Unless you've been purposely tuning yourself out from all the bad news with financial markets, odds you know it is now threatening the entire stock market and economy. There is a bailout plan on the table, which still doesn't have any guarantees as a "fix all".
So where do investors, not just real estate investors, but investors of all walks of life, go now? With the stock market teetering somewhere between a long term bear market and a meltdown, with inflation looming from the trillion or more bailout, where does all that big money go... you know, the trillions that make up the market cap of the stock market?
Gold? T-bills...? REAL ESTATE!
The first market to get clobbered from the bad practices of the financial markets was real estate. We all know how bubble happened, and it is now working it's way all the way back to the source.
We've seen the fallout from real estate, and some real estate markets are bouncing back nicely, while others are poised to do so shortly, and others are in a holding pattern. Recent builder numbers showed optimism for the first time in a while.
For investment minded people, here's the best part about real estate... it's a tangible investment. It's not something that vanishes when a company goes bust like stock shares. You're investment account vanish overnight. It's not something that can be easily manipulated like paper market commodities.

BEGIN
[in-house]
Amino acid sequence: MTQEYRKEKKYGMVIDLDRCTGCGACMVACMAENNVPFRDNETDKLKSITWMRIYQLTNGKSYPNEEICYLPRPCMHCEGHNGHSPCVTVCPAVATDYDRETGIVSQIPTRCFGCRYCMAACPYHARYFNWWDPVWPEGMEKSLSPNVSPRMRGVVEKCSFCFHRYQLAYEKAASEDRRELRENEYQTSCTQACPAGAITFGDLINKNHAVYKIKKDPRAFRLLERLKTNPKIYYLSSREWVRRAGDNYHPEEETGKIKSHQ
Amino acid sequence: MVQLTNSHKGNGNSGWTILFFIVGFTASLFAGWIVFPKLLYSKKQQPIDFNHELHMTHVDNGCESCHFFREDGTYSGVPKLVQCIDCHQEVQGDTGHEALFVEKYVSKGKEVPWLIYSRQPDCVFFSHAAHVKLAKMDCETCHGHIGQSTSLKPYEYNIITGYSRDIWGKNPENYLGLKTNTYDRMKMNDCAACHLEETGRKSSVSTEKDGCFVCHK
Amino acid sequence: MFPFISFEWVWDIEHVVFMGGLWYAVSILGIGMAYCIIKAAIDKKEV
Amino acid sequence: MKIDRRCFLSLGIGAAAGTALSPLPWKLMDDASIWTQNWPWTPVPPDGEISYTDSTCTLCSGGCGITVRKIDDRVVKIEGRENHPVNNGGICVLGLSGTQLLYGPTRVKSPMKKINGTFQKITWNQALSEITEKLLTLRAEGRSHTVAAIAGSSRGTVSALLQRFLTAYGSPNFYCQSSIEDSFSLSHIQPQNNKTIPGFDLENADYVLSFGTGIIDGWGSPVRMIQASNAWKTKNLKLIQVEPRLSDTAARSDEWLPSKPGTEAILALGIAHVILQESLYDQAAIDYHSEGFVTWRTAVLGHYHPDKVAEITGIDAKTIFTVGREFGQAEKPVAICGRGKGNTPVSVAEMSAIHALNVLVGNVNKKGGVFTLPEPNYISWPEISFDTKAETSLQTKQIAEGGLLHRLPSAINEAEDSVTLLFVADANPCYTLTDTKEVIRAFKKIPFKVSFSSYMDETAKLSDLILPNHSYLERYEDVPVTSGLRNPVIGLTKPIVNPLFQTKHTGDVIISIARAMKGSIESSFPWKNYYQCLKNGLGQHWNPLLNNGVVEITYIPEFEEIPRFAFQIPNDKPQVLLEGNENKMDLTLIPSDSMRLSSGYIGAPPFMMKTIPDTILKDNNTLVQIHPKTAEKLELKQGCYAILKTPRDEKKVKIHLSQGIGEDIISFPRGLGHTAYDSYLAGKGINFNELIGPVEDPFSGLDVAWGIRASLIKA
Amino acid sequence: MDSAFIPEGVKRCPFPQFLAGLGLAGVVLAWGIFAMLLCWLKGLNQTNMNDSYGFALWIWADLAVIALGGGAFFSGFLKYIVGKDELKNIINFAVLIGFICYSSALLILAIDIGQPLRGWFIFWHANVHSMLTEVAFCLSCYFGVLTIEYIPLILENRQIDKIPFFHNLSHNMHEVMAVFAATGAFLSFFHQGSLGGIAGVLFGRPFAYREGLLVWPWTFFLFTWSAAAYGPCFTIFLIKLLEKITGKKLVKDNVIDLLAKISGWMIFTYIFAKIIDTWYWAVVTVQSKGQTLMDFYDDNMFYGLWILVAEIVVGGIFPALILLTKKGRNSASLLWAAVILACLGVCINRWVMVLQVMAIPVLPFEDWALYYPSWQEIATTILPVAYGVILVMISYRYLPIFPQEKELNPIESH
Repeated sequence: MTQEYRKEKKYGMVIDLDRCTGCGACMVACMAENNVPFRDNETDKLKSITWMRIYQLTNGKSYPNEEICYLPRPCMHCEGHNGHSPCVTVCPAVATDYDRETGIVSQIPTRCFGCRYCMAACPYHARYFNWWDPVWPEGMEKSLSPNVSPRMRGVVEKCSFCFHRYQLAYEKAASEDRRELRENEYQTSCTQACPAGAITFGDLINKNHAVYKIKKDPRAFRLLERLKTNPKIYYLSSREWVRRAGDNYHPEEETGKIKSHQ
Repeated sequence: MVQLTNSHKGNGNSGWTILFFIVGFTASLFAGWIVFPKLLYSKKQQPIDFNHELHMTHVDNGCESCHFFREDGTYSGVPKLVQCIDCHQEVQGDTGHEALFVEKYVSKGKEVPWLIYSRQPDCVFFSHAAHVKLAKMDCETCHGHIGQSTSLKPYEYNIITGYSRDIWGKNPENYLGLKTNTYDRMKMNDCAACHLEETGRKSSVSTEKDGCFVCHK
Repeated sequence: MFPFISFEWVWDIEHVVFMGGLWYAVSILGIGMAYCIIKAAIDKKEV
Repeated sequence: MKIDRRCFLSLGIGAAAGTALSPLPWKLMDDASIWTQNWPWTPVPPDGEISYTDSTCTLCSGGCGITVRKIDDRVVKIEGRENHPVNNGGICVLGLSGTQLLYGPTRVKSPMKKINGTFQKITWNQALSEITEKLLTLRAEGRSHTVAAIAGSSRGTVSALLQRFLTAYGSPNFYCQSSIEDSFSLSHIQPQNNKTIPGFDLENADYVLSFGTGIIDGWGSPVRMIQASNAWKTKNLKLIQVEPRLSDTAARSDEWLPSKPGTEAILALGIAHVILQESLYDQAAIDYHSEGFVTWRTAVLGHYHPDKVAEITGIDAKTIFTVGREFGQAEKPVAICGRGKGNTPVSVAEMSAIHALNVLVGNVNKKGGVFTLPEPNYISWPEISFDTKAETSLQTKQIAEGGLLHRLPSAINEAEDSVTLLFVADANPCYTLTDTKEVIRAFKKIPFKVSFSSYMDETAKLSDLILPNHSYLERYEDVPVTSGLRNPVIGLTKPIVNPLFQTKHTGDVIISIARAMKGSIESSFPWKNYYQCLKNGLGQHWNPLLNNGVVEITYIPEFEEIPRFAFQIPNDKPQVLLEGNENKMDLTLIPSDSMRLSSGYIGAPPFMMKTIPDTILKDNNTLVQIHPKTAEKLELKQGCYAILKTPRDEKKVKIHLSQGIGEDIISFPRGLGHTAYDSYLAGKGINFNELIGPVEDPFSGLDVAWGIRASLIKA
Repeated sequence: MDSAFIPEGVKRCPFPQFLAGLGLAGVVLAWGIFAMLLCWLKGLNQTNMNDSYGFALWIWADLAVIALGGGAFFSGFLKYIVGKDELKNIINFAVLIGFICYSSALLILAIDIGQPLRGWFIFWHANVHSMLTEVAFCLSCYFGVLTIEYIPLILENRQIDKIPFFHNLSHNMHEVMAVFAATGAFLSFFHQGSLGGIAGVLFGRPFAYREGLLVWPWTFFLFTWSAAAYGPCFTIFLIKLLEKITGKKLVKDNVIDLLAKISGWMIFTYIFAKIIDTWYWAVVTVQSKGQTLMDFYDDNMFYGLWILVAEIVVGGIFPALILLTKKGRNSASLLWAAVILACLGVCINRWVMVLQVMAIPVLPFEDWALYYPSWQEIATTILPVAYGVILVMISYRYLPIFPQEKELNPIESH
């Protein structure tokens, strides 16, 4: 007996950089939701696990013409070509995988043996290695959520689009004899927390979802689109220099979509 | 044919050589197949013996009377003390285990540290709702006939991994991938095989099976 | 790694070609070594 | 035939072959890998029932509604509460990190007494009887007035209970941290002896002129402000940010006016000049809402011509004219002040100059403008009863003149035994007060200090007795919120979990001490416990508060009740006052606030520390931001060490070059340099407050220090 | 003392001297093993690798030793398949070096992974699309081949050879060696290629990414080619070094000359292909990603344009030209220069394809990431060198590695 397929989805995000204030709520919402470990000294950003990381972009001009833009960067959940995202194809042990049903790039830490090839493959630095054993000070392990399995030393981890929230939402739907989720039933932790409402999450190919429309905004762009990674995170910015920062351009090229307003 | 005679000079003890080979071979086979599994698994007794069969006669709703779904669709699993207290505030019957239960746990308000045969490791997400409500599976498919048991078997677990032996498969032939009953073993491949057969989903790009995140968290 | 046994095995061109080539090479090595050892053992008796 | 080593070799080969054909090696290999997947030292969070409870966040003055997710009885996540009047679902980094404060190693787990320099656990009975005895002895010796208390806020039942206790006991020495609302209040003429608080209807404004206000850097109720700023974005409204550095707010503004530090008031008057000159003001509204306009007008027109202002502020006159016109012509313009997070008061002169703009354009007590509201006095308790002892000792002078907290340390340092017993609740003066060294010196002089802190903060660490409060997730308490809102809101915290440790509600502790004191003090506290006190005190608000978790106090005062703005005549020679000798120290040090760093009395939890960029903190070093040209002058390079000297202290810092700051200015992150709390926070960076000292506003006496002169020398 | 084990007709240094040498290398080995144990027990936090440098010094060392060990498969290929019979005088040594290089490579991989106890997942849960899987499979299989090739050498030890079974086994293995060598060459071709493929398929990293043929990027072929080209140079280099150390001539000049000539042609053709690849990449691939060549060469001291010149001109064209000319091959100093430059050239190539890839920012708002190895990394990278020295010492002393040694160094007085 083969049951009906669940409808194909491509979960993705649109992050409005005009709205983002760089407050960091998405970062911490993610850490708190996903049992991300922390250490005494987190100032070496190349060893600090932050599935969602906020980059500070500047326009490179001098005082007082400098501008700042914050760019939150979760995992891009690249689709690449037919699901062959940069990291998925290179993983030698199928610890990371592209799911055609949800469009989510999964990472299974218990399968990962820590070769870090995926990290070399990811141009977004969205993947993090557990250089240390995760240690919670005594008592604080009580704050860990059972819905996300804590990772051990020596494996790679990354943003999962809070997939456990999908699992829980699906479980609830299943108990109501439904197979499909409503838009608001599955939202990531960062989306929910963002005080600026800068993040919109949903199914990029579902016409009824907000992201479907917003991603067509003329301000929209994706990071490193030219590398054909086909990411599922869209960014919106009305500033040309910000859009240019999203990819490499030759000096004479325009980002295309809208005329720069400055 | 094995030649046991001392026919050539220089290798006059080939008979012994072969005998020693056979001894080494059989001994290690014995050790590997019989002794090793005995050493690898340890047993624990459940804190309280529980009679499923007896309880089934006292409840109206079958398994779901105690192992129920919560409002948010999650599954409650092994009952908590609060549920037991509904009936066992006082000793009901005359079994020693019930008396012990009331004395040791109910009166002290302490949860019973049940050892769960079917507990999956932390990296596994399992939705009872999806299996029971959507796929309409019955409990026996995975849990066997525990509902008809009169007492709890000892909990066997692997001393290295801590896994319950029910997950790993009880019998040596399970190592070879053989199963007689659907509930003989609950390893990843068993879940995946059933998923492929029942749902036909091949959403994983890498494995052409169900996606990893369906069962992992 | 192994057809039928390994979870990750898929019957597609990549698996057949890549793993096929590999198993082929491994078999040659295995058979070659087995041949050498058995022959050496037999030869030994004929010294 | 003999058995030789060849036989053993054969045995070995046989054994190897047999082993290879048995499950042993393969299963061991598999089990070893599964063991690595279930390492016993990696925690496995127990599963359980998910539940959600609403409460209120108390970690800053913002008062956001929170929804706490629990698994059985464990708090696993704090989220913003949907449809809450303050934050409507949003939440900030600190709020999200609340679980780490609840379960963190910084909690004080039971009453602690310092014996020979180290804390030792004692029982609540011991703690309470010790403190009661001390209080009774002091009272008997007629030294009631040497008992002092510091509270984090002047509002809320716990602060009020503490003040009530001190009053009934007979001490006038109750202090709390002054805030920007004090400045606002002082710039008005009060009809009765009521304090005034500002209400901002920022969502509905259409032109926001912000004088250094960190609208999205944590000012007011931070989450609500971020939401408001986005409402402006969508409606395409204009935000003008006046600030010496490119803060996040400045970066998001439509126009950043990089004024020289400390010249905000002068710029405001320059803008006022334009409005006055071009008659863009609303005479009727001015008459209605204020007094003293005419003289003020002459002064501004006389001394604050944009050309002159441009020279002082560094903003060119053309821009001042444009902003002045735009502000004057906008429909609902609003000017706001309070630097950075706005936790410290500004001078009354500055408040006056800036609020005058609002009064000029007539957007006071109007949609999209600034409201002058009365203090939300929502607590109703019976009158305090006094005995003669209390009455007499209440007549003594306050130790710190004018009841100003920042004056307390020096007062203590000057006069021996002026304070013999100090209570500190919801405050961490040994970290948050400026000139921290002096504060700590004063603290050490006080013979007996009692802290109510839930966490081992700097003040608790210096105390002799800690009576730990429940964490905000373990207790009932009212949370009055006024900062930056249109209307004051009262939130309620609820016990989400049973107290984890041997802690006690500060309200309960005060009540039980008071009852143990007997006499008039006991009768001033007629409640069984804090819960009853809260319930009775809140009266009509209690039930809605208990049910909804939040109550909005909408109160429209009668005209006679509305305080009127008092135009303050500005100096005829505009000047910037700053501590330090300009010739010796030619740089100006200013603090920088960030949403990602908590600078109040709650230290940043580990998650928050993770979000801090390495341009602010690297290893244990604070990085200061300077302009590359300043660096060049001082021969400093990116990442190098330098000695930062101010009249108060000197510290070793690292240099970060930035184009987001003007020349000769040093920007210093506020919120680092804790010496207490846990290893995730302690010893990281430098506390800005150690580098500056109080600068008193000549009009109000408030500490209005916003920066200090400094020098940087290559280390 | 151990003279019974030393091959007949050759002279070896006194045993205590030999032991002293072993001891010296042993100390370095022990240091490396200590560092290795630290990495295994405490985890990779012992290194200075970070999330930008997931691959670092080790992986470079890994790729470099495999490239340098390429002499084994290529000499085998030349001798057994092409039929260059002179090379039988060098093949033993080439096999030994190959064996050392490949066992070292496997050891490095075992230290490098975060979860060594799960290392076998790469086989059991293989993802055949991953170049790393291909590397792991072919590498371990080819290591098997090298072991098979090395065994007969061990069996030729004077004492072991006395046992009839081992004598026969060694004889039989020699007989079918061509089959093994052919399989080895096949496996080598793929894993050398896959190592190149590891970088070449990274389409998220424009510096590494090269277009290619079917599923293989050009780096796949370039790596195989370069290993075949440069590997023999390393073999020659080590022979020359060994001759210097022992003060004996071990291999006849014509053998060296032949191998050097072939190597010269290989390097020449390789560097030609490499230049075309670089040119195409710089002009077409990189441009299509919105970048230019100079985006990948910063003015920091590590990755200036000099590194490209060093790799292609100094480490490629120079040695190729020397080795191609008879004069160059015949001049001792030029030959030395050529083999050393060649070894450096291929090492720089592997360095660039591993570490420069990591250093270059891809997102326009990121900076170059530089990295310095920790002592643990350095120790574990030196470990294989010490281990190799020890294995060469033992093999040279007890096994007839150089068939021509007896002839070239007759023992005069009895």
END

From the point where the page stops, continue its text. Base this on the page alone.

With the current uncertainties in other investments, and the known variables regarding the real estate market at this point, it is looking to be one of the safest types of investments around right now. With real estate, you know where you stand, and for many areas, we're standing near the bottom.
Also look out for more and more big time investment money is going to be moving in, as we talked about in a previous story about Sovereign Wealth Funds attempting to buy up houses.
Here's the caveats though:
1) Credit markets must not gridlock. It seems doubtful the government, with it's willingness to go as far as it has, is going to keep qualified borrowers from getting mortgages.
2) The overall impact on the economy, mainly employment, must not be highly affected.
Obviously, the above two issues could hinder buyers from stepping in at a pace that will finally shore up the real estate market (good if you're already in, not good if you are not), but the extremes presented by doom and gloomers don't seem as likely as a solid, healthy correction
As the old adage from ancient Rome goes - When there is blood on the streets, buy real estate.